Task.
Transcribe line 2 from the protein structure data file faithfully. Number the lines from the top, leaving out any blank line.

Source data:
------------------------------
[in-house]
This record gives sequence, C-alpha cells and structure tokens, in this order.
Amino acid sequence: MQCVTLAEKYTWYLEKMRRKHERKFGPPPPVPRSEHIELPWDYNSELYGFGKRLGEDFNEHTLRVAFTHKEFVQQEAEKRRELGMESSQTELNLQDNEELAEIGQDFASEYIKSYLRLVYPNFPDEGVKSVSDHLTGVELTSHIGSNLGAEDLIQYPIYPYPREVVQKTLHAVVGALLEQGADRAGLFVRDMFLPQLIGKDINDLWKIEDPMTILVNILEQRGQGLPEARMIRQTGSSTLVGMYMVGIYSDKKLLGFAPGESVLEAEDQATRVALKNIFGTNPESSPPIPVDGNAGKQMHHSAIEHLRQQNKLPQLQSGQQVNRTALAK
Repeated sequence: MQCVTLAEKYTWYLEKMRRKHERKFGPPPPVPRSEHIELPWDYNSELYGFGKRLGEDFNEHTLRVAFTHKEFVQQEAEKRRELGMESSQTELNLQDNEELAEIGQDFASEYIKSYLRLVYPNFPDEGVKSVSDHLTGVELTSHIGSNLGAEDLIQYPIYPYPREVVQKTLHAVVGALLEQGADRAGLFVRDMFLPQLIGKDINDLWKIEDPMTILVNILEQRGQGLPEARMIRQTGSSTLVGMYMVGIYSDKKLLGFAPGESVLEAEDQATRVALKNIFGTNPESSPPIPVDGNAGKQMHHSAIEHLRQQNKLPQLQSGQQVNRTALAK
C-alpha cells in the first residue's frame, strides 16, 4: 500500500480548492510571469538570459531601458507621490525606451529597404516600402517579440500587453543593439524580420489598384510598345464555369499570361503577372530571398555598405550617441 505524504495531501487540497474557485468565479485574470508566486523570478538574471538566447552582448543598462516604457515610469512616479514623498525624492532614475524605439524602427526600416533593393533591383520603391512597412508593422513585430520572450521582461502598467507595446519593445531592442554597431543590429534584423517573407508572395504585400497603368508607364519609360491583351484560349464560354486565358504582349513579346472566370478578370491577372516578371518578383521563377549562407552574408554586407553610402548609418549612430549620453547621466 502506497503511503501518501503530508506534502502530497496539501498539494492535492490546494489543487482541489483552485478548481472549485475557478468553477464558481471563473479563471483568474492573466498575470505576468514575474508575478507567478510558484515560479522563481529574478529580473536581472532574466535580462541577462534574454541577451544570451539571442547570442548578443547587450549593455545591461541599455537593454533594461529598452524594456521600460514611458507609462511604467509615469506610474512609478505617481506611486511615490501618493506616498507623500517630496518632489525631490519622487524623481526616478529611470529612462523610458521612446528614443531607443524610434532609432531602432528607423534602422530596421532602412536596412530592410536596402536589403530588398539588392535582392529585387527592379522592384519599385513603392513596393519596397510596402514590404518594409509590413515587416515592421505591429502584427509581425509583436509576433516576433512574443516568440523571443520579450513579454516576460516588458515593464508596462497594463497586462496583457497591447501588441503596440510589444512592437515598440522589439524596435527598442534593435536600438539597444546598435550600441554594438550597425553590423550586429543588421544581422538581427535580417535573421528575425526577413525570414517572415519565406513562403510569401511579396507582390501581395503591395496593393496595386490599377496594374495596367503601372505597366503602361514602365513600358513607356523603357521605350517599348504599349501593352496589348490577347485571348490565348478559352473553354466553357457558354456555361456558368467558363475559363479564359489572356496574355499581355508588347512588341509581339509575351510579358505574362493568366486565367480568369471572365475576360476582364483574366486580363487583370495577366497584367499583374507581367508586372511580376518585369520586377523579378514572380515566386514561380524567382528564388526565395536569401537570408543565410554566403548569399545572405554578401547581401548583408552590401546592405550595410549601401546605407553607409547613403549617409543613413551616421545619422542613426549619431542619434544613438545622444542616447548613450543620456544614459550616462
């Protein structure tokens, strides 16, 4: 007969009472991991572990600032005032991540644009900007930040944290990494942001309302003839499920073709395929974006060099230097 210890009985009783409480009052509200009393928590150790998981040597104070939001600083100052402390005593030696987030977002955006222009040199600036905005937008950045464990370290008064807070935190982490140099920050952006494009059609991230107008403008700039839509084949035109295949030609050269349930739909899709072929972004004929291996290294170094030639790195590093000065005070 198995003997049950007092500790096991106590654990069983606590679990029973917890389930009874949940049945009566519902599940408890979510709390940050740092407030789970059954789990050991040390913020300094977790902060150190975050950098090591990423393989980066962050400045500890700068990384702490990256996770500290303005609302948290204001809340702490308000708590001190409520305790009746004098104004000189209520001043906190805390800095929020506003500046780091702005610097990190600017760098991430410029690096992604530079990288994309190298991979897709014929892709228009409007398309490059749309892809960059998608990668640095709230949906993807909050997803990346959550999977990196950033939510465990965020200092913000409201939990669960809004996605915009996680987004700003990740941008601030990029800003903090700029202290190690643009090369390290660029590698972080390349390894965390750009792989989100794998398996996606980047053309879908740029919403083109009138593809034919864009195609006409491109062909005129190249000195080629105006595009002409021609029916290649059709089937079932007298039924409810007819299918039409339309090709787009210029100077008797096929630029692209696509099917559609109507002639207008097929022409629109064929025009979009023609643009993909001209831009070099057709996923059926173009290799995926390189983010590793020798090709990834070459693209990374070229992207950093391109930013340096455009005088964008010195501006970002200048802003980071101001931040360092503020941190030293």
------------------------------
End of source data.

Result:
This record gives sequence, C-alpha cells and structure tokens, in this order.